Wednesday, October 08, 2008

Scary Movies

Thinking back to when I was growing up in the 50s and 60s in the world of black and white television (often with horizontal hold problems), it was a wonder we were ever able to be frightened by the scary images we saw when compared to the technical realism that we see on screens today. Were we just more naive back then or are we more callused today?

I was talking recently with a contemporary that stated her entire family was nearly frightened to death every year when the Wizard of Oz was broadcast. Though they all knew how the story ends, as soon as those flying monkey came out, the family literally screamed every time. This woman tried to convey how frightening that scene was to her kids and they looked at her and said, “You must be joking!”

I recall my first time seeing the Monster from the Id on Forbidden Planet. I recall being frightened by The House of Wax, House on the Haunted Hill, Frankenstein, Wolfman, the Mummy and the Crawling Eye. In the theater there was "Wait Until Dark", where every theater totally darkened the house lights; exit signs included for the last seven minutes of the movie. These films pale in comparison to the horror films of today. Even Attack of the 50 Foot Woman was scary, but fortunately she was pretty hot and personal fantasies overpowered any fears that one might have.

There used to be magazines dedicated to the monster trade, Monster, Creep and a few more I don’t recall now. I think I can safely equate the movies I watched as a kid as something akin to a starter drug and the movies that come out today are like crack or heroine. The stuff we got off on back then is nothing like the stuff needed to get the masses off today. It's a wonder we haven't all been frightened to death.


Blogger darev2005 said...

I know exactly what you mean, Guy. Now that dvd movies have gotten so cheap, especially the old ones, I have started buying the old movies I liked as a kid. There was one I remembered from 1973 "The legend of hell house" with Roddy McDowell. I loved it. Thought it was cool and scary. Bought me a copy off of Amazon for five dollars and couldn't wait to show it to the kids. They thought it was stupid and I was the only one who made it through the whole show. Maybe next I'll buy "Plan 9 from outer space" and make them watch that, instead. That'll teach 'em.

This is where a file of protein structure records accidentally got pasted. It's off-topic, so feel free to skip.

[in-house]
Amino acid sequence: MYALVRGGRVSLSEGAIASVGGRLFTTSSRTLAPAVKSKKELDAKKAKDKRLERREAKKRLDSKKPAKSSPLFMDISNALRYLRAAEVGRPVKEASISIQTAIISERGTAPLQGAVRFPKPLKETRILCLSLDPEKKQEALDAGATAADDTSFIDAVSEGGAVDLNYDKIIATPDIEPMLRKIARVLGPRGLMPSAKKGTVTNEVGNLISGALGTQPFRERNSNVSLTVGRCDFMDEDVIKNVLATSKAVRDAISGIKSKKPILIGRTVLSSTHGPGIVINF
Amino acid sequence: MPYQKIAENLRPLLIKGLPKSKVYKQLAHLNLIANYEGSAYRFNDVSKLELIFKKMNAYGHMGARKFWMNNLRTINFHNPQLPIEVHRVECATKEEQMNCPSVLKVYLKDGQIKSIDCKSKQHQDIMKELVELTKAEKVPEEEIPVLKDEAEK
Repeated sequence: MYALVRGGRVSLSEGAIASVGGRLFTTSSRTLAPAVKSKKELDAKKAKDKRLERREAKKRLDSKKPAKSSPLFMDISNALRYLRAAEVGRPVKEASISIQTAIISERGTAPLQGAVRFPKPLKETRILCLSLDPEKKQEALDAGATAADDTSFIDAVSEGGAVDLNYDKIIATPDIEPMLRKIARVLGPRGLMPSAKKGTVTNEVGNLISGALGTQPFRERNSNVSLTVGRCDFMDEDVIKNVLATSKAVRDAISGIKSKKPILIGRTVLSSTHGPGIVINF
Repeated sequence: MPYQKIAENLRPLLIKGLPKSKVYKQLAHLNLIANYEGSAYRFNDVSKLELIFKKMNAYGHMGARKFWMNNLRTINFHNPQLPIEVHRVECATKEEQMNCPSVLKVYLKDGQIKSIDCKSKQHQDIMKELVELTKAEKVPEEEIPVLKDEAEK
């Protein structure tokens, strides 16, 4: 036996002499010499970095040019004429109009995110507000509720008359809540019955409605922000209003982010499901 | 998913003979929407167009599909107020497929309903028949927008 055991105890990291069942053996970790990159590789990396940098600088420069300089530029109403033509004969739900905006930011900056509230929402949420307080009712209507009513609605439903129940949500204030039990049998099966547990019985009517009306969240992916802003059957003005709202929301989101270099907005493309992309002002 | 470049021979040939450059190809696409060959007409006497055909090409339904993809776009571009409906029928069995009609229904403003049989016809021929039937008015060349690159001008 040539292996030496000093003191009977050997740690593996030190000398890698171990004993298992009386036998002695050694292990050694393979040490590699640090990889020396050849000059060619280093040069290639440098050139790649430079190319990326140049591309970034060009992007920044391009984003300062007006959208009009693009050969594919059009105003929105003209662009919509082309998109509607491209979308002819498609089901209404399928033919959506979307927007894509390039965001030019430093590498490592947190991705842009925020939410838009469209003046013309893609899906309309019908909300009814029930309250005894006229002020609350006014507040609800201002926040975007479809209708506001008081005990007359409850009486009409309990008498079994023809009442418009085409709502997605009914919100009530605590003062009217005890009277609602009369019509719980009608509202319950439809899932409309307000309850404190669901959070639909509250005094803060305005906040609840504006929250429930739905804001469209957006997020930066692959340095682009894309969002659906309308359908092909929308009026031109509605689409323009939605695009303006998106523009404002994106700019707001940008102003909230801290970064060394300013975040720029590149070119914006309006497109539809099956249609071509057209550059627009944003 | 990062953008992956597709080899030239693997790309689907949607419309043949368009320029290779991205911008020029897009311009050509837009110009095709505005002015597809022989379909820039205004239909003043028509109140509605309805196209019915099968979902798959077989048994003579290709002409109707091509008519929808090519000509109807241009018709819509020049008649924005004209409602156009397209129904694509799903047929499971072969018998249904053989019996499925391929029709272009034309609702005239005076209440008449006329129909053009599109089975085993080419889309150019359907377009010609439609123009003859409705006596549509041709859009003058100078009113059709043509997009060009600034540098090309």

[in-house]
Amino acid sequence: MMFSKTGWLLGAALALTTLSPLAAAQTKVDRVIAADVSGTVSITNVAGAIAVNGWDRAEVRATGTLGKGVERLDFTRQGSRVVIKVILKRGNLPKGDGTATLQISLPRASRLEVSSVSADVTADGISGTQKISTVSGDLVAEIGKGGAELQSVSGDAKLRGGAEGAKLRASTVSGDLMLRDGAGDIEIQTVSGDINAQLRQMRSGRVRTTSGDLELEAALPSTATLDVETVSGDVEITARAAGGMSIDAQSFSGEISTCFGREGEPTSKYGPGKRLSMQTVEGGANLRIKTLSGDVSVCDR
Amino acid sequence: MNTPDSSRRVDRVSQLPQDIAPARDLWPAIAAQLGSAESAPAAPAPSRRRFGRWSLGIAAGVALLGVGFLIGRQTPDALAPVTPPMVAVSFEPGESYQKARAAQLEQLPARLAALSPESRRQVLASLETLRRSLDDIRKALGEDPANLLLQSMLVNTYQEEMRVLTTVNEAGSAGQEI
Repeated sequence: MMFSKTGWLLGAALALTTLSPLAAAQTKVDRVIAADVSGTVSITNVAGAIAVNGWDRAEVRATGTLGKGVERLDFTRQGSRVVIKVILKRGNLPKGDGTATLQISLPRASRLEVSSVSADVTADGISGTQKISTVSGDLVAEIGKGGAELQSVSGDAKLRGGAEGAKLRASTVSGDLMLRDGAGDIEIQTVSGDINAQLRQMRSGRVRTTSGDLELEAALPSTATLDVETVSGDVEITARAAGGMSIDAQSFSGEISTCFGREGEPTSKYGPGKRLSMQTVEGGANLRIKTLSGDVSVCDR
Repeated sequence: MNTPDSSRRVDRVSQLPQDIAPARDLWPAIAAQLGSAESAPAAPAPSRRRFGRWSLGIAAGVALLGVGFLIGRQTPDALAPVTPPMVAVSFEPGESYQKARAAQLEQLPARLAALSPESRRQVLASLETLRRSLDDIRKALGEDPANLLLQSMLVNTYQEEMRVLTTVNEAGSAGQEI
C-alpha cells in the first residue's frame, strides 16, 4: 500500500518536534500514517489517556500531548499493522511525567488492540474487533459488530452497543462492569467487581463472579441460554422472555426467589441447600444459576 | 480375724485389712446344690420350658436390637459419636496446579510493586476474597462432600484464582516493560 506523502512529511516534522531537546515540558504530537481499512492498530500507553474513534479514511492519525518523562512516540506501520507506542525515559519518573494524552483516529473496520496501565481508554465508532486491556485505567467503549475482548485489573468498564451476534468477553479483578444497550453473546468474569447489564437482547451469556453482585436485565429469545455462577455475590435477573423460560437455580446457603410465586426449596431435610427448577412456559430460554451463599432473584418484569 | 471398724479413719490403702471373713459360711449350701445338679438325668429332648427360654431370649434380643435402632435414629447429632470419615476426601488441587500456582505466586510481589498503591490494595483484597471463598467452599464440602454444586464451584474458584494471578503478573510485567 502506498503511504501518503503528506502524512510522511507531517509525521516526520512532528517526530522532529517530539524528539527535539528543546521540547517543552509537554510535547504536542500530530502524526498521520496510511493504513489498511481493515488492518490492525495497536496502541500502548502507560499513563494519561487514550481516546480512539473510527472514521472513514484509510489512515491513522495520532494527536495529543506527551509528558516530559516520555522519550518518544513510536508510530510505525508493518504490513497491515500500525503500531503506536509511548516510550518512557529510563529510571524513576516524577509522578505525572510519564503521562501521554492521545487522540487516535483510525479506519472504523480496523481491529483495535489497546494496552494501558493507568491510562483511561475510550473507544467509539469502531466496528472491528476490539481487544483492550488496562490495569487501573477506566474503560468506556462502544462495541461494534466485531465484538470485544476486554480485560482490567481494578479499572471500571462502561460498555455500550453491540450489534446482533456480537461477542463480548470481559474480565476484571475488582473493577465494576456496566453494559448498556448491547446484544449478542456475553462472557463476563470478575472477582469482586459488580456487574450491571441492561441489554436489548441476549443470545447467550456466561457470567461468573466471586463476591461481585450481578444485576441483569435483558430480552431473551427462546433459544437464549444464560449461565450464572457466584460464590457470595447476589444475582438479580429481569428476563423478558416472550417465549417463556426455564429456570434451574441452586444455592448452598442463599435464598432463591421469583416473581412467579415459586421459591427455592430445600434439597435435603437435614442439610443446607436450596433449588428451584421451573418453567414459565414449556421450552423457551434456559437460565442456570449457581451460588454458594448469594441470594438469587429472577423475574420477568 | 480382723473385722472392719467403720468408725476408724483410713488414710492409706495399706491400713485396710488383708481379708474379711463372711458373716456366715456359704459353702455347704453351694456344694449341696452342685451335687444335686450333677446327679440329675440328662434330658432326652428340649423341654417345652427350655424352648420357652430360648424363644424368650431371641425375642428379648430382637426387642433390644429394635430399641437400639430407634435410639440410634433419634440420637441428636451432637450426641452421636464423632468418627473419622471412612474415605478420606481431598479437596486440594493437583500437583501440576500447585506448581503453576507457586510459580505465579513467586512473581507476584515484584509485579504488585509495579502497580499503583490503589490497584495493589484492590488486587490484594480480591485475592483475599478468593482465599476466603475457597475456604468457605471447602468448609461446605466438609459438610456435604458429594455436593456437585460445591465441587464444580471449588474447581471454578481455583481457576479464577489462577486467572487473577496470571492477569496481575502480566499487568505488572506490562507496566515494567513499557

5:07 AM  
Blogger loopymamain06 said...

The fear! the trepidation! The ability to imagine what is coming up next from a shadow!
It's just not the same anymore. The graphic blood and gore, leaves nothing to the imagination. I wanted my money back after going to the theater to see "the Gladiator"
now it's all a compitition, as to who can get uglier ....even CSI

6:32 AM  
Anonymous Anonymous said...

Those old movies were a lot of fun, but when I try to show them to my kids they complain that it's all so corny and then they fall asleep.

Kids! They don't know what's good anymore. But I think that eventually they will become so over-stimulated that the old-school movies will be hip once again.

8:39 AM  
Blogger Hahn at Home said...

That scene in Wizard of Oz was scary.

I loved the Frankenstein, Dracula, Wolfman originals - especially the Wolfman, which was actually quite brilliant in its filmmaking.

The ones that scared me were the Vincent Price 50s horror movies - especially The Fly - David Heddison screaming, "Help me, help me," sent me scurrying under my bed.

10:00 AM  
Anonymous Ginger said...

I was just talking to my husband TODAY, before I read this, about black and white movies/shows. Our discussion was comparing the old w/ the new. The new are creative...but numbing. We are fans (not connoiseurs) of the old, mostly Alfred Hitchcock. Maybe it's OUR liking of them that has spilled over to our kids...they too have a great appreciation of old movies. It's the same w/ music. Although, I still get excited when the holiday Charlie Brown cartoons are on! Hay: Possibly...need some and how much? Email me.

7:09 PM  
Anonymous g said...

for me it was Jaws and the tv show Night Stalker. Also, creature from the black lagoon.

7:25 PM  
Blogger The Guy Who Writes This said...

Darev, that may over teach them.

Loopy, I guess artificial blood cost less than a good script and film craft.

Trish, maybe you should have terrorized them at an earlier more impressionable age.

Lori, it's a thread in the lives of people our age.

Ginger, keep reading, I've got a piece about our old black and white world coming up here in the next two days. Also I couldn't find your email address in my history. Mine is
I'm thinking 50 bales. What is the price and how large or heavy are the bales?

g, that was just at the end of the genre I'm talking about, but still within it...except for Adriane Barbeau. That was intended for the same purpose that Attack of the 50 foot Woman was intended.

9:29 PM  

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